soapstone. Some units imported from Europe are clad with Kachel tiles made
especially to store and radiate heat.
|Q. Why do Masonry Heater cost so much?
|A. Consider a Masonry Heater an investment compared to
a masonry fireplace. True, they cost $4,000 to $5,000 more than a fireplace.
However, a masonry fireplace is at best 10 percent efficient, where a Masonry Heater
exceeds 60 percent efficiency and up to 80 percent. Part of the cost assures
performance. Masonry Heaters are complex and we use more materials, higher quality
materials and more than twice as much labor to construct as a comparable size
fireplace. The original cost is greater, but the added value and heating convenience
and resale value is always greater than the original cost.
|Q. What are the drawbacks to a Masonry Heater?
|A. 1. To some people it is the cost.
2. To others, it is the delay in heat output versus
fueling cycle. Masonry
Heaters unlike other
heat sources need to be recharged (fired) on a 12 or
24 hour cycle.
Today's fire is tomorrow's heat. The fire lasts about 2
hours every 12 hours.
3. To most, it is the short fires - not
enough time to enjoy the aesthetics.
|Q. What are the benefits?
|A. 1. Easy to use, convenient, low tech and it works.
2.Clean heat for people with allergies or asthma etc. - no
3. Low cost quality heat and efficient.
4. No power needed to maximize heat output.
5. Safe, never too hot to touch, except the metal or glass
doors when the fire is
6. Can be custom designed to your needs.
7. Can be custom designed to any decor.
8. Value added for resale and aesthetics.
9. No utility bill - uses renewable fuel.
10. Good for the environment. Does not add to the greenhouse
11. Exempt from EPA, Certified in WA, CO, MN and other controlled air
12. Reliable old technology proven in Europe over 300 years
ago. (Not an
13. Standard model core kits can be installed by any quality
14. Low maintenance. Yearly inspection minimum, but if
properly used the
cleaning cycle may be
needed only every two or three years.
15, Unlike other heater sources, bakeovens and heated
benches (hearth) are
common in Masonry
|Q. Which heater is best?
|A. Hard question - all heaters are good. They all
range within 10 percent of each other. A greater difference from heater to heater is
the operator and the fuel used. But given what is currently on the market, the
Biofire, Kachelofen is one notch ahead of the rest - i.e. there is no standard
model. All are custom designed to fit the space to be heated.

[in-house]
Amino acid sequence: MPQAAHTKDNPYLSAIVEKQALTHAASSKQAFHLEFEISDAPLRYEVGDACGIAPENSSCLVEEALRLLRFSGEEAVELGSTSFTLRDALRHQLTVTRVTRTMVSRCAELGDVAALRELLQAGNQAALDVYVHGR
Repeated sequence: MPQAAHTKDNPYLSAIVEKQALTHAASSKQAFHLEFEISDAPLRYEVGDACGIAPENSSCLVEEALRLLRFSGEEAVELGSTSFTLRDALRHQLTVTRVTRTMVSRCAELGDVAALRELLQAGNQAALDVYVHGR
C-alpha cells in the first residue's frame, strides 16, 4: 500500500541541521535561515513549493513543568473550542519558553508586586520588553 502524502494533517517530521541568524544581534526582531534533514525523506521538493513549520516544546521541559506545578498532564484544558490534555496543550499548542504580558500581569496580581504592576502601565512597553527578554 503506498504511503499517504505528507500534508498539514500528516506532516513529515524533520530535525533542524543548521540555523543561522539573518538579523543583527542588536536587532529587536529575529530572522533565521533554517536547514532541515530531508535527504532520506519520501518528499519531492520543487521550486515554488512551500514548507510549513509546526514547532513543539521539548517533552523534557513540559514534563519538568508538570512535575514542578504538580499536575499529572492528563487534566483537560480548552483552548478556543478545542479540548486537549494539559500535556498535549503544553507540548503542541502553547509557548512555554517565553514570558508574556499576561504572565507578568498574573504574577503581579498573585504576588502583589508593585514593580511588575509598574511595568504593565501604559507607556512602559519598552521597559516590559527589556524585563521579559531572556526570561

|Q. What about ovens?
|A. Any of the heaters can have ovens except the Swedish
Country Kakelugn, a small pre-designed core. A traditional Swedish Icon.
|Q. How do the ovens work?
|A. There are two types of ovens: a black oven and
a white oven.
Black ovens: As the name implies in a black oven you build the fire
to heat the mass. After the fire is out, you rake the ask to the side or take it out
then cool or bake. Most ovens you see in restaurants are black ovens. In most
black ovens you need to calculate the heat needed beforehand, and then let the fire go
White ovens: The white oven is like the gas fired oven in most fast food
pizza restaurants. The heat comes form outside the oven. On masonry heaters
the oven is above the firebox.
It is a matter of choice. Some European purest will
only consider the black oven citing flavor, ambience or tradition as the reason.
White ovens are perceived to be cleaner.
|Q. Can I have a coil to heat hot water to heat
|A. Yes and no. In my opinion you would need a lot
of coil to heat enough water to replace a gas or electric hydraulic system which are very
efficient. I have however put coils in a heater that supplied hot water to a small
radiator in a bathroom etc. If you were to try and heat a hydraulic storage supply
the area would be heated from a heater and the hot water floor would not be needed.
I do recommend a coil to preheat your domestic water for showers and laundry etc. I
would recommend a preheat tank and a thermo siphon system as opposed to a pump system.
WARNING - use only stainless steel coils, never cooper in a masonry heater. I
have found the coil works best in the flame path (firebox).
I hope this answers all the questions
you may have. Hopefully this helps you decide if a masonry heater is for you and
which system suites your lifestyle and decor. If you have any questions not covered
here, you can email: email@example.com